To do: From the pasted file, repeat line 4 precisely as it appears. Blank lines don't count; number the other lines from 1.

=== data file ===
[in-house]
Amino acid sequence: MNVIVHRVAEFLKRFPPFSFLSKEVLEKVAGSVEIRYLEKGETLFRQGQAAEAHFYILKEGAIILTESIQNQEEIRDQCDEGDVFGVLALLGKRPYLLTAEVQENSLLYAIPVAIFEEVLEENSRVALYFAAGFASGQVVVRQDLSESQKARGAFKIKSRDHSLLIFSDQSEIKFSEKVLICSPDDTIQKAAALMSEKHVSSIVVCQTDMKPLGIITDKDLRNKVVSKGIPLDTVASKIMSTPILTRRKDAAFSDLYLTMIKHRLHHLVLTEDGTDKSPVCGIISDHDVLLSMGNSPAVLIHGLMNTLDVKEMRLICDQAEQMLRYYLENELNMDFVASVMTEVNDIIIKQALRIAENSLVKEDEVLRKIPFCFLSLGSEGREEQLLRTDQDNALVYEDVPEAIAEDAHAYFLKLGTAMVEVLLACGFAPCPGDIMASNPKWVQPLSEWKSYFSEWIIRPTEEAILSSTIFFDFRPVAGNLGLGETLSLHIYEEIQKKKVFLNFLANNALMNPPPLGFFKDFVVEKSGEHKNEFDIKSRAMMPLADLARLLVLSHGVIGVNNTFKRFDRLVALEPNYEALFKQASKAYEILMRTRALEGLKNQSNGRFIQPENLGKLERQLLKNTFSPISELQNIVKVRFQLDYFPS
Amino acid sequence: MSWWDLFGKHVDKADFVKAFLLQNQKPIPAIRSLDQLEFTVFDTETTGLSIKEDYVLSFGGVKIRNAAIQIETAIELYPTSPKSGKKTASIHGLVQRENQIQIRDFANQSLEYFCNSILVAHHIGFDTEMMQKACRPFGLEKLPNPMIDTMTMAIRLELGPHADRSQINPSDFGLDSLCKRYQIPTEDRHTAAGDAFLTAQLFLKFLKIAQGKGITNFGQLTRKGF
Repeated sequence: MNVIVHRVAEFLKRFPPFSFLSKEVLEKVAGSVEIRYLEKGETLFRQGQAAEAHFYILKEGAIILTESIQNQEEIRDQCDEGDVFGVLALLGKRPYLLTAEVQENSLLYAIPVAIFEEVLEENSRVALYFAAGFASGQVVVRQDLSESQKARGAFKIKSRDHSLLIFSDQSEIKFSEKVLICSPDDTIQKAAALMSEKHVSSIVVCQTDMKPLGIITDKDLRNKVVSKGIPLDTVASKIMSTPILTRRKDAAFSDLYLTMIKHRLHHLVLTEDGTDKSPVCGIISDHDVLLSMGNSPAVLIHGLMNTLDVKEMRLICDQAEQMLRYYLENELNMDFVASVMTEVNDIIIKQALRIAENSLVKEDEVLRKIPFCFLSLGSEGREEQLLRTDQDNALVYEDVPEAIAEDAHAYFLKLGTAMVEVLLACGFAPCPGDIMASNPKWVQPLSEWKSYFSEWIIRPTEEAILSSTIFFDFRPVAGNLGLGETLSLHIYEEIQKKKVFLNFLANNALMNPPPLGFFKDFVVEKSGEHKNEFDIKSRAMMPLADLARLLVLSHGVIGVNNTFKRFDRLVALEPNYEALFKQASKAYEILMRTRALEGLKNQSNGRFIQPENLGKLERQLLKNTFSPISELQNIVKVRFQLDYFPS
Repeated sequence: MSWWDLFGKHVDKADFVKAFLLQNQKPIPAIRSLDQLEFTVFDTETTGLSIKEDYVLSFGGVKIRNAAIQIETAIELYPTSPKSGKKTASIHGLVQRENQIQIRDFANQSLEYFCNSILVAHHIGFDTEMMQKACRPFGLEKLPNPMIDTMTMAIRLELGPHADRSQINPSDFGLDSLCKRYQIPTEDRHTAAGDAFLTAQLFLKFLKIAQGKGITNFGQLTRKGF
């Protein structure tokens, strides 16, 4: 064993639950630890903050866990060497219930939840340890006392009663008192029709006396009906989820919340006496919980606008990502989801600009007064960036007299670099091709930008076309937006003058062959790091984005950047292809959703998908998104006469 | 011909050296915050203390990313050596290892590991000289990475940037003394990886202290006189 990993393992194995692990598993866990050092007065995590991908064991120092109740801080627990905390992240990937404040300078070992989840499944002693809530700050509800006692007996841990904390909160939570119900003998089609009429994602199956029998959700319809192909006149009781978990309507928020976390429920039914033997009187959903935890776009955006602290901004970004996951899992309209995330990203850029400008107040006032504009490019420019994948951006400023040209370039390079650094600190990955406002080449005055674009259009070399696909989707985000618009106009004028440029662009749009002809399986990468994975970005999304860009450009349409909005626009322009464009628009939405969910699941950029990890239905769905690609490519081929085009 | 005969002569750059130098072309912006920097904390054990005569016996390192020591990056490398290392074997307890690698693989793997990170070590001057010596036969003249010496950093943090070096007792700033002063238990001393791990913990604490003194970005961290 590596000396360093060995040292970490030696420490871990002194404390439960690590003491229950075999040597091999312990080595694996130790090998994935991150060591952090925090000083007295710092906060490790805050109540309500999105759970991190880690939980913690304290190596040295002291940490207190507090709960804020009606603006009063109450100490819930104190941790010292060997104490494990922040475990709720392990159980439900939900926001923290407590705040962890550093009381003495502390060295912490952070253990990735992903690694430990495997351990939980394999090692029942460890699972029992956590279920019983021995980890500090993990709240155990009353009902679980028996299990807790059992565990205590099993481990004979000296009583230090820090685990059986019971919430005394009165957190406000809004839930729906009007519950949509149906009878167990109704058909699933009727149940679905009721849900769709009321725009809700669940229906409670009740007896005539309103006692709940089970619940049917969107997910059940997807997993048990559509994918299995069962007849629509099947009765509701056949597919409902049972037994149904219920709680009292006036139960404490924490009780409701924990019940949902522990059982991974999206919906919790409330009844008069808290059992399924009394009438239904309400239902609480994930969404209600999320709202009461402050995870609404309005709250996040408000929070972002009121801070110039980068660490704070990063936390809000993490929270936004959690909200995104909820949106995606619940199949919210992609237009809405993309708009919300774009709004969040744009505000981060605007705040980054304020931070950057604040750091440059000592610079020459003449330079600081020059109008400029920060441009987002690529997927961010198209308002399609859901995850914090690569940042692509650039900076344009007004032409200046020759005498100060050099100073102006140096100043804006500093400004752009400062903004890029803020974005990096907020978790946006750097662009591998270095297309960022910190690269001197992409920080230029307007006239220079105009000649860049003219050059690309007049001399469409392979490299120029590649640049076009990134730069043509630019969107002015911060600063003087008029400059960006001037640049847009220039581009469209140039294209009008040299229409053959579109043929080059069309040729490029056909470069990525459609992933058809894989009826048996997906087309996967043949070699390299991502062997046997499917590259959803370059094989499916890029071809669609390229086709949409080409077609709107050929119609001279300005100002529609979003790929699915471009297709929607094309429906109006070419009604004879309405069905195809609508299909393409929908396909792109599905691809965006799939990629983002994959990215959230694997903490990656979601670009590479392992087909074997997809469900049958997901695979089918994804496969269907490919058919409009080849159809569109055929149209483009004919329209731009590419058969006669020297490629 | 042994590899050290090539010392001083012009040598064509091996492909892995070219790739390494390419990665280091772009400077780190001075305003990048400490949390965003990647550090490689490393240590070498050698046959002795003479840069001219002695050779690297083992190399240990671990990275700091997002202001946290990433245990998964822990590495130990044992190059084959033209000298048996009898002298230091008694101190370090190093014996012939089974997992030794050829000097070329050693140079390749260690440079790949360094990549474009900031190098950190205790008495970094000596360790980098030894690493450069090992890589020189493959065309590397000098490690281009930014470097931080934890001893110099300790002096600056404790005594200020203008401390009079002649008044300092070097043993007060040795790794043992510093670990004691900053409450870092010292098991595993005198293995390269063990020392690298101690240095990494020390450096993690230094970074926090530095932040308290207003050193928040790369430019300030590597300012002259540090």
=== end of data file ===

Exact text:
Repeated sequence: MNVIVHRVAEFLKRFPPFSFLSKEVLEKVAGSVEIRYLEKGETLFRQGQAAEAHFYILKEGAIILTESIQNQEEIRDQCDEGDVFGVLALLGKRPYLLTAEVQENSLLYAIPVAIFEEVLEENSRVALYFAAGFASGQVVVRQDLSESQKARGAFKIKSRDHSLLIFSDQSEIKFSEKVLICSPDDTIQKAAALMSEKHVSSIVVCQTDMKPLGIITDKDLRNKVVSKGIPLDTVASKIMSTPILTRRKDAAFSDLYLTMIKHRLHHLVLTEDGTDKSPVCGIISDHDVLLSMGNSPAVLIHGLMNTLDVKEMRLICDQAEQMLRYYLENELNMDFVASVMTEVNDIIIKQALRIAENSLVKEDEVLRKIPFCFLSLGSEGREEQLLRTDQDNALVYEDVPEAIAEDAHAYFLKLGTAMVEVLLACGFAPCPGDIMASNPKWVQPLSEWKSYFSEWIIRPTEEAILSSTIFFDFRPVAGNLGLGETLSLHIYEEIQKKKVFLNFLANNALMNPPPLGFFKDFVVEKSGEHKNEFDIKSRAMMPLADLARLLVLSHGVIGVNNTFKRFDRLVALEPNYEALFKQASKAYEILMRTRALEGLKNQSNGRFIQPENLGKLERQLLKNTFSPISELQNIVKVRFQLDYFPS